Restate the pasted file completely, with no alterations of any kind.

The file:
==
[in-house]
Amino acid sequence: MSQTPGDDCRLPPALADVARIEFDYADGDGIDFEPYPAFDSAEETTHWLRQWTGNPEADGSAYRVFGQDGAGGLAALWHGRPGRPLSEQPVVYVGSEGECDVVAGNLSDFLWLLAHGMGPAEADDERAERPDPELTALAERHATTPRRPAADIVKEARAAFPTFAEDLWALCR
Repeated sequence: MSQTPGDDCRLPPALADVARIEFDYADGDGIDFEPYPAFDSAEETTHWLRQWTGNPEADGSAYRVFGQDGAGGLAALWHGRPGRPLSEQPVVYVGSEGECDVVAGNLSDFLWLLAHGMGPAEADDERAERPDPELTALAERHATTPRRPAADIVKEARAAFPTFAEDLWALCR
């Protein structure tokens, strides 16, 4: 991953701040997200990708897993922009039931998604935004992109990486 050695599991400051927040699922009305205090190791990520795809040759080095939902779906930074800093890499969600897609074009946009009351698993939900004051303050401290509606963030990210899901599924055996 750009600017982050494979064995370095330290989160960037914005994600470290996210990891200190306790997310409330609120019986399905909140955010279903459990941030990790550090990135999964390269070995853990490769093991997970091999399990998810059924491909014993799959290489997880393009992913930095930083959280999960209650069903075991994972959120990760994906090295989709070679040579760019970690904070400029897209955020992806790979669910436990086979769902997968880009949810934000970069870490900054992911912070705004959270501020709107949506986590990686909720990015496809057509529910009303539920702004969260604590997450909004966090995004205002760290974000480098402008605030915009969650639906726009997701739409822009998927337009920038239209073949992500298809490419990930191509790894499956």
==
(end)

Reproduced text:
[in-house]
Amino acid sequence: MSQTPGDDCRLPPALADVARIEFDYADGDGIDFEPYPAFDSAEETTHWLRQWTGNPEADGSAYRVFGQDGAGGLAALWHGRPGRPLSEQPVVYVGSEGECDVVAGNLSDFLWLLAHGMGPAEADDERAERPDPELTALAERHATTPRRPAADIVKEARAAFPTFAEDLWALCR
Repeated sequence: MSQTPGDDCRLPPALADVARIEFDYADGDGIDFEPYPAFDSAEETTHWLRQWTGNPEADGSAYRVFGQDGAGGLAALWHGRPGRPLSEQPVVYVGSEGECDVVAGNLSDFLWLLAHGMGPAEADDERAERPDPELTALAERHATTPRRPAADIVKEARAAFPTFAEDLWALCR
């Protein structure tokens, strides 16, 4: 991953701040997200990708897993922009039931998604935004992109990486 050695599991400051927040699922009305205090190791990520795809040759080095939902779906930074800093890499969600897609074009946009009351698993939900004051303050401290509606963030990210899901599924055996 750009600017982050494979064995370095330290989160960037914005994600470290996210990891200190306790997310409330609120019986399905909140955010279903459990941030990790550090990135999964390269070995853990490769093991997970091999399990998810059924491909014993799959290489997880393009992913930095930083959280999960209650069903075991994972959120990760994906090295989709070679040579760019970690904070400029897209955020992806790979669910436990086979769902997968880009949810934000970069870490900054992911912070705004959270501020709107949506986590990686909720990015496809057509529910009303539920702004969260604590997450909004966090995004205002760290974000480098402008605030915009969650639906726009997701739409822009998927337009920038239209073949992500298809490419990930191509790894499956």